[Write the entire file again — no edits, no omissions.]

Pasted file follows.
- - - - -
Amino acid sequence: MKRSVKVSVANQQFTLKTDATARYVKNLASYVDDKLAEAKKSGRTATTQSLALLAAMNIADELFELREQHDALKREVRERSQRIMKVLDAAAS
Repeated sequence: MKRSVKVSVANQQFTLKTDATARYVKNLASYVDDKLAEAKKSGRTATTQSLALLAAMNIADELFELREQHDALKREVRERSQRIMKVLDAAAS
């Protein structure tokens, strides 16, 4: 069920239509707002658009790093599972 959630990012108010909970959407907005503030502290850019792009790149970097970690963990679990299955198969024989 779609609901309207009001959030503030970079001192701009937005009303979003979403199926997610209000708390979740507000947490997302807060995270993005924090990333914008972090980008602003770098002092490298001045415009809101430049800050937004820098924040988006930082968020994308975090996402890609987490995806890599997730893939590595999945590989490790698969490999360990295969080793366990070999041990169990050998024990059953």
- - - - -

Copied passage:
Amino acid sequence: MKRSVKVSVANQQFTLKTDATARYVKNLASYVDDKLAEAKKSGRTATTQSLALLAAMNIADELFELREQHDALKREVRERSQRIMKVLDAAAS
Repeated sequence: MKRSVKVSVANQQFTLKTDATARYVKNLASYVDDKLAEAKKSGRTATTQSLALLAAMNIADELFELREQHDALKREVRERSQRIMKVLDAAAS
């Protein structure tokens, strides 16, 4: 069920239509707002658009790093599972 959630990012108010909970959407907005503030502290850019792009790149970097970690963990679990299955198969024989 779609609901309207009001959030503030970079001192701009937005009303979003979403199926997610209000708390979740507000947490997302807060995270993005924090990333914008972090980008602003770098002092490298001045415009809101430049800050937004820098924040988006930082968020994308975090996402890609987490995806890599997730893939590595999945590989490790698969490999360990295969080793366990070999041990169990050998024990059953």